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(ABC Sport)-Former Test skipper Carl Hooper has vented his frustration at the state of West Indian cricket after their latest humbling defeat, calling for urgent administrative changes at the top.
Hooper also warned that after nearly 20 years of decline, worse was to come for the one-time rulers of world cricket.
The West Indies lost 6-39 in 18.5 overs on day four to crash to a 419-run loss to Australia at Adelaide Oval to seal a 2-0 series loss — the heaviest defeat in West Indies Test history in terms of runs.
The tourists’ second innings total of 77 was the equal-seventh lowest total in West Indies Test history.
“No, I don’t think we’ve hit rock bottom because every time I think we have, we keep going lower,” Hooper told ABC after the Test.
“It’s getting more and more embarrassing — I’m hurt today.
“I’ve never played in a West Indies side that has been bowled out for under 100. Just never.
“I mean your personal pride means you go out and fight.
“We’re not fighting to qualify in major tournaments. How much lower can we go?
The demoralising series in Australia follows the T20 World Cup earlier this year where the West Indies failed to hold a high enough ranking to qualify automatically for the main draw, and were beaten by Scotland and Ireland to fail to qualify for the Super 12.
Hooper captained West Indies in 22 Tests in the early 2000s.
The spinning all-rounder scored more than 5,000 runs and took more than 100 wickets and 100 catches in both Tests and ODIs in a 16-year international career.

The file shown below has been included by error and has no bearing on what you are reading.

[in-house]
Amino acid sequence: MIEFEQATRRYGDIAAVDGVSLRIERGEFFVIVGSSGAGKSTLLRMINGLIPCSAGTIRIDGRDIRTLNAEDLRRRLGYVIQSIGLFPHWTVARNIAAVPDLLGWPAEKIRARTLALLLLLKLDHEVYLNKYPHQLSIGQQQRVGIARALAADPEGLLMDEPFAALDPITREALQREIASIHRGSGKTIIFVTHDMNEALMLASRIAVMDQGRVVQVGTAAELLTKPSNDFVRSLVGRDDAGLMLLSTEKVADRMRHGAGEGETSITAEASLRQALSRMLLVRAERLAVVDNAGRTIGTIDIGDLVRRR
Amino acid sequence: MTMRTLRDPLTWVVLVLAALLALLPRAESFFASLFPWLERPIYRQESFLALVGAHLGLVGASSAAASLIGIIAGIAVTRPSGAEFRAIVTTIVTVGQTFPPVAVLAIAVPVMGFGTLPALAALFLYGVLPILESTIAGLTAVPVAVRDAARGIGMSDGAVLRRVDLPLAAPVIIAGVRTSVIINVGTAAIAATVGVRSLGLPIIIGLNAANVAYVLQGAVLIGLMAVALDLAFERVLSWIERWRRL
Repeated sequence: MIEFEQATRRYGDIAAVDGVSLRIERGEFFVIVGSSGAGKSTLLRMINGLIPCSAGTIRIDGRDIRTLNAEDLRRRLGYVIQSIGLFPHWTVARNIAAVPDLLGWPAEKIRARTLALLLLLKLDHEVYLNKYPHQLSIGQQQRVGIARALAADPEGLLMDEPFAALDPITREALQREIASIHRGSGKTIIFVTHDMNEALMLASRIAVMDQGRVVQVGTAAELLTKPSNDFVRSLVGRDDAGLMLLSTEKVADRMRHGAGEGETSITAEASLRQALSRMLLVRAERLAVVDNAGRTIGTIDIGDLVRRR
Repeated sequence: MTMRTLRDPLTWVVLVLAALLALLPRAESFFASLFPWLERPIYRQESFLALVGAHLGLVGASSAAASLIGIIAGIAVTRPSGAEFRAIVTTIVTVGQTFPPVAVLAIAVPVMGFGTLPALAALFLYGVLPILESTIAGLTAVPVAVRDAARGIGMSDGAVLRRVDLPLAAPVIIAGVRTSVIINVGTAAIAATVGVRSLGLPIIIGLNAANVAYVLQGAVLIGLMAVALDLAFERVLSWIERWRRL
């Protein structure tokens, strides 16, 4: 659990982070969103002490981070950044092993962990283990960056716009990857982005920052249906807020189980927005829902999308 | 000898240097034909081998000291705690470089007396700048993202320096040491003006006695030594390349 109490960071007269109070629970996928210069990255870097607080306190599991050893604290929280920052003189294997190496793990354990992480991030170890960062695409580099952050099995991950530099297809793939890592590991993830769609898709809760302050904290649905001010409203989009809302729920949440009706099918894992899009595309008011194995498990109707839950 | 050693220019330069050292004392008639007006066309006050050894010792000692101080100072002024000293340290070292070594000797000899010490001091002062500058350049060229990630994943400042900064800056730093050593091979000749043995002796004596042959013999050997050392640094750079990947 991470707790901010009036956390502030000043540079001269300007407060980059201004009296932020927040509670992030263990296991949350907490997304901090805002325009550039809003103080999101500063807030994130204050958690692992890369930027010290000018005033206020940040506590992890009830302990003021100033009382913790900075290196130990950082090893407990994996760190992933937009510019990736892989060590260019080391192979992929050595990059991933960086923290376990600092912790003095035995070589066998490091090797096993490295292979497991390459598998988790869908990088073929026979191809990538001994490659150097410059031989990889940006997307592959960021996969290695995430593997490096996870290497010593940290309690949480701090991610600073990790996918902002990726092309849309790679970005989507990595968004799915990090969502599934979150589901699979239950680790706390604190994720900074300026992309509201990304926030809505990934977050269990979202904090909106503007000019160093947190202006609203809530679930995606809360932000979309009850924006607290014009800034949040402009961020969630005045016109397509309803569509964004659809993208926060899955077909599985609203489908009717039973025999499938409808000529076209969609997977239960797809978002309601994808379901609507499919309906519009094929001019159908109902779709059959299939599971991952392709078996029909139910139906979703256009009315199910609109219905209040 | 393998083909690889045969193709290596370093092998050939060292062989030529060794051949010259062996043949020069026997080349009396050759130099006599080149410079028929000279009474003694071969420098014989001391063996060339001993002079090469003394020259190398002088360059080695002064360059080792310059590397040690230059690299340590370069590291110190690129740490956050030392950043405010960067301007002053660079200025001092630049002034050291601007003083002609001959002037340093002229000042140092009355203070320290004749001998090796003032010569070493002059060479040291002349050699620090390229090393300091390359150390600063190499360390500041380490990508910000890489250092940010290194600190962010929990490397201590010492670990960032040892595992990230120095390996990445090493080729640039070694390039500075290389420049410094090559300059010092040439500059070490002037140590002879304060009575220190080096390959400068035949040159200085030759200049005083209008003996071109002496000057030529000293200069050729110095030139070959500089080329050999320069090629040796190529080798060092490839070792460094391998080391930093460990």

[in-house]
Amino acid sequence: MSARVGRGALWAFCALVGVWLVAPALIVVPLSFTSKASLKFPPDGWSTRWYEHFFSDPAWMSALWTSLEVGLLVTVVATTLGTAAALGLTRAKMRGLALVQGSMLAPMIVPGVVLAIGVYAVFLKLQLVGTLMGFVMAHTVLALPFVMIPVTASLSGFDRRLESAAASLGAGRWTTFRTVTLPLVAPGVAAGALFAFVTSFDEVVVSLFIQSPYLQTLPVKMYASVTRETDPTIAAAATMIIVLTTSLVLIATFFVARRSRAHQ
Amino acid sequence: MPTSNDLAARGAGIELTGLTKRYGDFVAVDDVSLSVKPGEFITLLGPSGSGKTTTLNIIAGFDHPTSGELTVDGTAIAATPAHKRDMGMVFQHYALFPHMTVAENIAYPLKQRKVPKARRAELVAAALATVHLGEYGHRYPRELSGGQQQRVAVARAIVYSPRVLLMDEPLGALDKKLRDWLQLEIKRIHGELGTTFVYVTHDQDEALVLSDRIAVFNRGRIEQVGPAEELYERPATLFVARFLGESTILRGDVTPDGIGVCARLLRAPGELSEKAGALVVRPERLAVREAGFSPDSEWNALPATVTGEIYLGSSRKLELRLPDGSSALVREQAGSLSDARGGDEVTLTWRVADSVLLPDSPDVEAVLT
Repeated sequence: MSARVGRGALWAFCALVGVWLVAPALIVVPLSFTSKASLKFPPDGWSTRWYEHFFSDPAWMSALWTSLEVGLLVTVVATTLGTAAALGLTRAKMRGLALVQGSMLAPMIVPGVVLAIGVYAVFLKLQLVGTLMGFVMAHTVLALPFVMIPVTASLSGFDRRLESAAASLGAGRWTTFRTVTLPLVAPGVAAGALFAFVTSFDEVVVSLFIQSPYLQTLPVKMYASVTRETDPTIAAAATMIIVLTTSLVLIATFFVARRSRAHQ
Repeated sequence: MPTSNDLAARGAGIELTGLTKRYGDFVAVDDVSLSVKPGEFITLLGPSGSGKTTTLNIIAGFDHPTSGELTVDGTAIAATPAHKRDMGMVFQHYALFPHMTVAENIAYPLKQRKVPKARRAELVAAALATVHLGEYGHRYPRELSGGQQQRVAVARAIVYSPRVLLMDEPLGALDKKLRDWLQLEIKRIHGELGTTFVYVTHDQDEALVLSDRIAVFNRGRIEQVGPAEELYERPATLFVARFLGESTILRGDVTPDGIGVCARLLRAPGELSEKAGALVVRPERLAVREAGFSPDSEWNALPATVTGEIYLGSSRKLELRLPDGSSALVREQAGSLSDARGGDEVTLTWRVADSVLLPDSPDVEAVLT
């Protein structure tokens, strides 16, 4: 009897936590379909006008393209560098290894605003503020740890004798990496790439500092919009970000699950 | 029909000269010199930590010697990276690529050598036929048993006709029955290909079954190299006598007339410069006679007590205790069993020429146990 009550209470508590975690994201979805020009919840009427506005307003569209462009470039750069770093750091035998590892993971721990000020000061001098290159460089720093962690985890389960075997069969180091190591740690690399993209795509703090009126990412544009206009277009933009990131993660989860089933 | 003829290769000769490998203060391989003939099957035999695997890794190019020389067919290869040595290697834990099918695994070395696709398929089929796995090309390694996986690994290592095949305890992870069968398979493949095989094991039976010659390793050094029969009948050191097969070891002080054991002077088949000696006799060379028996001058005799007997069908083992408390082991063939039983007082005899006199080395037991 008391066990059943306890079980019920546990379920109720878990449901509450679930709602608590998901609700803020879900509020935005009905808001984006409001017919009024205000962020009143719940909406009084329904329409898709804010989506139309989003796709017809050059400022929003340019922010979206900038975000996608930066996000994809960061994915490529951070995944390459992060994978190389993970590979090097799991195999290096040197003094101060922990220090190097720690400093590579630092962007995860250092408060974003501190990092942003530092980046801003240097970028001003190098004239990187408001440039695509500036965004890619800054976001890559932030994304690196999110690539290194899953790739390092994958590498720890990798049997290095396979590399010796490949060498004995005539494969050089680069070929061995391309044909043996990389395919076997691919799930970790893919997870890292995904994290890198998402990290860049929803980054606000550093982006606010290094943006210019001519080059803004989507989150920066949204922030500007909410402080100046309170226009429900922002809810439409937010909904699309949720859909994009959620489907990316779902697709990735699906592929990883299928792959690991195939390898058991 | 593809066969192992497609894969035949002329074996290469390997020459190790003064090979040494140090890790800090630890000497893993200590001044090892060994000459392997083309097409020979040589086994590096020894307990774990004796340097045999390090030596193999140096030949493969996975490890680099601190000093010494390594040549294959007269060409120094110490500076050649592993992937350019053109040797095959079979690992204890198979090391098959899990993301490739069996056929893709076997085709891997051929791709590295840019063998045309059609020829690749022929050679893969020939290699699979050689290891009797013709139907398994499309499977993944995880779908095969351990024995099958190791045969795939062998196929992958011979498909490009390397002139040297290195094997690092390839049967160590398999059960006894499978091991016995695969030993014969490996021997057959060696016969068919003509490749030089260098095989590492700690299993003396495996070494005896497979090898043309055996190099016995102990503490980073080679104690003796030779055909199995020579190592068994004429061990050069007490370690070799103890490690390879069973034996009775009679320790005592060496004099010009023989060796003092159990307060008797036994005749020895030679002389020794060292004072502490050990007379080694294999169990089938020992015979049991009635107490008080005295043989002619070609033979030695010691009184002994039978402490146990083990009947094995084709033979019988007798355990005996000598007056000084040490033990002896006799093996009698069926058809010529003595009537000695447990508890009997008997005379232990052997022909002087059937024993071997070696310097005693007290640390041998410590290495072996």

Over his career he went from part of a dominant West Indies side to one that struggled for big periods.
However, he told ABC Sport the current side was at a lower ebb than his era ever had and pointed the finger firmly at administrators.
“When we were dominant, you hardly knew the directors. Today you’ve got 16 directors making cricketing decisions,” Hooper said.
“Since 1993 we’ve struggled and certainly judging from the results, there’s no policies or systems that have been implemented that is changing the downwards course we’re on.”
Hooper said administration changes were the only thing that hadn’t been tried yet.
“We’ve changed captains, we’ve changed personnel, we’ve changed coaches — [it] hasn’t worked,” he said.
“So maybe let’s go a little bit higher and get people in these positions that can lead us in the right direction.”